A Poster for Poetry Month
I am not big on boosterism. However, just for fun, last night I made a couple of flyers or posters, incorporating word-clouds made using Wordle, that are celebrations and/or announcements regarding National Poetry Month. These were design ideas that were sparked by running across various celebratory boosts in the literary world. I thought about all the earnestness, and decided one needs to also encounter some playfulness.
I find myself getting into trouble, again, for not obeying the rules that many poets impose on their own practice, and would like me to follow as well. I find myself once again indifferent to the definitional boundaries between poem, prose-poem, and poetic prose. I frequently pass across those boundaries, within a single piece, without taking any notice. This offends poets who wish to keep the definitions and boundaries intact and pure.
One of the reasons I like Wordle is that it makes words into visual art. There are rhythms within the visual forms that Wordle creates from your poem, essay, or random journal entry. This takes poems into a realm in which a poem's meaning can get decentered, while at the same time creating something like an illustrated poem, a haiga, an illuminated manuscript. The words lose context and syntax, although how they become juxtaposed can create fresh linkages between words. I appreciate how a word-cloud can then become part of a larger collaged image, adding layers of experiential communication to to a ohoto or illustration. Words and image can sometimes synergize into a greater whole.
In other words: Design and illustration wherein word-clouds are just another visual element, although naturally some linguistic meaning will accrue.
So, just for fun, I made a couple of versions of a poster or flyer for National Poetry Month, using my photography and poems.
Let's start with the poetry element. Here are three word-clouds based on my poem Needles.
Wordle's sorting algorithm for creating word-clouds from texts sorts frequency against size. Thus, the more often a word appears in a text, the larger it is in the cloud. Position is randomized, disconnecting meanings.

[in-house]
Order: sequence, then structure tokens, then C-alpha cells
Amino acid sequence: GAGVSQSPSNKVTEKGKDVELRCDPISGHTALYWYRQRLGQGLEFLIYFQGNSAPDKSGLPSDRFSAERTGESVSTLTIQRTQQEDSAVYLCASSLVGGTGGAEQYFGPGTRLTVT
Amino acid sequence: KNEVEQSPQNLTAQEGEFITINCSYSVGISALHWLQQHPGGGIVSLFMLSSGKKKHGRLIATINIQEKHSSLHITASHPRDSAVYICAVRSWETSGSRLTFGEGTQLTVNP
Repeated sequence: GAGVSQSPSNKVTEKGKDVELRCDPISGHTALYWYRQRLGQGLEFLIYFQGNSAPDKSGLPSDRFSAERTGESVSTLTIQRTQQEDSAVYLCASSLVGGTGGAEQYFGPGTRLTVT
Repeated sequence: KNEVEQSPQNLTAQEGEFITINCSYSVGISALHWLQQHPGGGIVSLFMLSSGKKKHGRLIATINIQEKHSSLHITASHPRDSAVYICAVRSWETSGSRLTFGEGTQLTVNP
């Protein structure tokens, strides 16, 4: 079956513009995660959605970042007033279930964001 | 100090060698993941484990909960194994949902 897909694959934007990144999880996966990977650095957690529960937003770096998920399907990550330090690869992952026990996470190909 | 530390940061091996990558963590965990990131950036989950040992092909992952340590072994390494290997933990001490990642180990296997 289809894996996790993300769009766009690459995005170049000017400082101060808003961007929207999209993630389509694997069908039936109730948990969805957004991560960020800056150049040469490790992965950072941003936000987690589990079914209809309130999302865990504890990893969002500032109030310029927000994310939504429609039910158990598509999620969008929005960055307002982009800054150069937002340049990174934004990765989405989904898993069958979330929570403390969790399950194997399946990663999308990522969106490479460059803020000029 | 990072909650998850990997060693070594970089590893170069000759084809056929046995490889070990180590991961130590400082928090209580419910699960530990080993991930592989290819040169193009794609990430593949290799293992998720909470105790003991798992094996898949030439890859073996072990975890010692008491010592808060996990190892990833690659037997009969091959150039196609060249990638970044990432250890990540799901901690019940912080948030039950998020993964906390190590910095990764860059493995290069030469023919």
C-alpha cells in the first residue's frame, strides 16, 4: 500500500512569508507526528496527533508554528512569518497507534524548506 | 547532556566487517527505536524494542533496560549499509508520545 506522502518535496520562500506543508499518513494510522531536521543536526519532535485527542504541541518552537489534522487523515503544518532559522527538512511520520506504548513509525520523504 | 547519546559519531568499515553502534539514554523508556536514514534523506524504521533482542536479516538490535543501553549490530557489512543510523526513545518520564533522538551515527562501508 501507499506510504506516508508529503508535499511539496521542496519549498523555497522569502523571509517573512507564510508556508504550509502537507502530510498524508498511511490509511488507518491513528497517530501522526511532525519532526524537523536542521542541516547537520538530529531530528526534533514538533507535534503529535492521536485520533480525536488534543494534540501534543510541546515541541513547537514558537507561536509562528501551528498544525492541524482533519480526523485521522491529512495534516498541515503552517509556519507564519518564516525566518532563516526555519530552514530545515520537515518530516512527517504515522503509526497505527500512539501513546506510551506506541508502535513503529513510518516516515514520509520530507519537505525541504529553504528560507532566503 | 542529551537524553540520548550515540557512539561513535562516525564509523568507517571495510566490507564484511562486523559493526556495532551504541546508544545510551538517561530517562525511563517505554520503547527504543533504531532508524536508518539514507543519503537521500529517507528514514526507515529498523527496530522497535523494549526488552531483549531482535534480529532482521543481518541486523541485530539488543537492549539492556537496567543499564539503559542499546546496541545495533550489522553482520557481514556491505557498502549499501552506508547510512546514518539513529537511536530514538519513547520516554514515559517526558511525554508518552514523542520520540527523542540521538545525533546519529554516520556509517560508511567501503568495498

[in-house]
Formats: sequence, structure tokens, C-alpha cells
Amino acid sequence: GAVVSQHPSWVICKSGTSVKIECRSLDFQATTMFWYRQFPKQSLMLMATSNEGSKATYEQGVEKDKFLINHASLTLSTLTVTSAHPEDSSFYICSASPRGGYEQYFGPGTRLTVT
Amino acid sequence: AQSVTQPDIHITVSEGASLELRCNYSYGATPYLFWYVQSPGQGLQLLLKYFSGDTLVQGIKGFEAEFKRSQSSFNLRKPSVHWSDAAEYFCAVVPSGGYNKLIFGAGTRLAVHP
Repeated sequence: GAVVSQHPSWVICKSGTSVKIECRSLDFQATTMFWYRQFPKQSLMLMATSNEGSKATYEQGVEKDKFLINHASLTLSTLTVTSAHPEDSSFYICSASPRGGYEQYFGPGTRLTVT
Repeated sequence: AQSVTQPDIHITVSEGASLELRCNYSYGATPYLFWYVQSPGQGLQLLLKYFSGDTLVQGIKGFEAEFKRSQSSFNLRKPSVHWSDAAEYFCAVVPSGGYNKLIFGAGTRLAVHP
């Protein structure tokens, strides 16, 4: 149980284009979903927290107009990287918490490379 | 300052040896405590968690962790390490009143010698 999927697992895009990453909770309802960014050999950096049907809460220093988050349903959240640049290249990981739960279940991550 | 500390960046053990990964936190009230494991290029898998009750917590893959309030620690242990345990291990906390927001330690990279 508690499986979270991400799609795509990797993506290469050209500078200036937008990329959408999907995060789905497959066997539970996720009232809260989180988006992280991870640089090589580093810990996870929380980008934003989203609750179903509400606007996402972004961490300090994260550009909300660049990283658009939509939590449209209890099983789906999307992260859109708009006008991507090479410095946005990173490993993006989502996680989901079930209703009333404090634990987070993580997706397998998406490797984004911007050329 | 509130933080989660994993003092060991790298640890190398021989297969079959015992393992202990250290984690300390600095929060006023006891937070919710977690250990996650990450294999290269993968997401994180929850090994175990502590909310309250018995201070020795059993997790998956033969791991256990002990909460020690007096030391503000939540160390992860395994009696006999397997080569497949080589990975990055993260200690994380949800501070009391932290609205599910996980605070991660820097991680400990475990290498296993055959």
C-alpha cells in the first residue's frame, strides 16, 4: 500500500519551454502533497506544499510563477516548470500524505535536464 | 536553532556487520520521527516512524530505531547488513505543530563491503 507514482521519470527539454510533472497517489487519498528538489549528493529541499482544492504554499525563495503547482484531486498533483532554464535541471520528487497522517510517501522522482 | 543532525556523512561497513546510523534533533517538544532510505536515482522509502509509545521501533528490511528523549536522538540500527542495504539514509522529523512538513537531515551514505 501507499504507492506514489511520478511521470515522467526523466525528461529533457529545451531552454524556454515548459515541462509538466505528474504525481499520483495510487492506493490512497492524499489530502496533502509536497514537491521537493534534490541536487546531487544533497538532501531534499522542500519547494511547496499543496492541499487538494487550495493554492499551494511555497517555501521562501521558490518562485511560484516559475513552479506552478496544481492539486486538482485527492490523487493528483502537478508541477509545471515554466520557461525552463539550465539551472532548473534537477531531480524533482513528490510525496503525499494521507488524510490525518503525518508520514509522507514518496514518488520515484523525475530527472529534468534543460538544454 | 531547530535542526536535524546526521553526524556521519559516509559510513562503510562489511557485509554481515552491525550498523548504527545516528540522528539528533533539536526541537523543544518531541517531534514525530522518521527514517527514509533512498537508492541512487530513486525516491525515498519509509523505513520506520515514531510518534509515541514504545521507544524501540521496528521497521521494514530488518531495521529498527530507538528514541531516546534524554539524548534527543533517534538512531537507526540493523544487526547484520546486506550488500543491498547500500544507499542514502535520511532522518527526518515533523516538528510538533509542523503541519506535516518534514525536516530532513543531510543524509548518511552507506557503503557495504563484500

Here's a couple more word-clouds, made from my poem Letter to ____.
And here's a word-cloud made from my poem Walt Whitman's Summer Wander Across North America.
These examples give, I hope, an idea of the range that Wordle has within its operational parameters.
That last Whitman-based word-cloud ends up in the poster I designed:
(Click on image for larger view.)
And here is a different version of the poster, in which the most obvious design change is the background color.
(Click on image for larger view.)
I'm also thinking of re-photographing these poetry posters in conjunction with one of my antique typewriters, to add another layer of writerly and design interest.
My own spin on a poster for National Poetry Month was to take a marginalized poetic subculture rarely represented during the annual celebration, and foreground it. A poetic subculture, I might add, that I care deeply about personally, but which the poetic mainstream rarely has time for. I'm referring to openly gay and lesbian poetry.
So I chose a photograph of mine, with a nude model at the Pacific Ocean. The word-clouds are made from two or three of my own poems with homoerotic themes, including the Whitman poem mentioned above.
I wonder if anyone would notice, if I didn't point it out.
They'd certainly see Whitman's name in there—but then, Whitman is considered a universal poet nowadays; a lot of Whitman criticism outright ignores the homoerotic aspects of the sexualities presented in his poetry. Unless one deliberately foregrounds the "Calamus" poems from the 1860 edition of Leaves of Grass, plenty of scholarly critics and poets are happy to overlook Whitman's open homoeroticism. The usual argument goes: "After all, we're trying to raise the public consciousness of poetry, here, so we don't want to muddy the waters by emphasizing controversial subject matter!" Exclusion of such "controversial" subject matter is merely the most subtly pernicious form of censorship by the poetry mainstream. Whatever makes them squirm is to be avoided—which is paradoxical, since the deliberate obscurity, disjunction, and obliqueness that is currently fashionable in much contemporary poetry is exactly what makes many general (no-poetry-specialist) readers squirm.
I might revisit this poster design concept later, perhaps, using the "Calamus" poems as my source texts. That could make for an interesting take on this poster concept, particularly if I also include in the collage a portrait or two of Whitman, and more of my own homoerotic photography. Maybe later.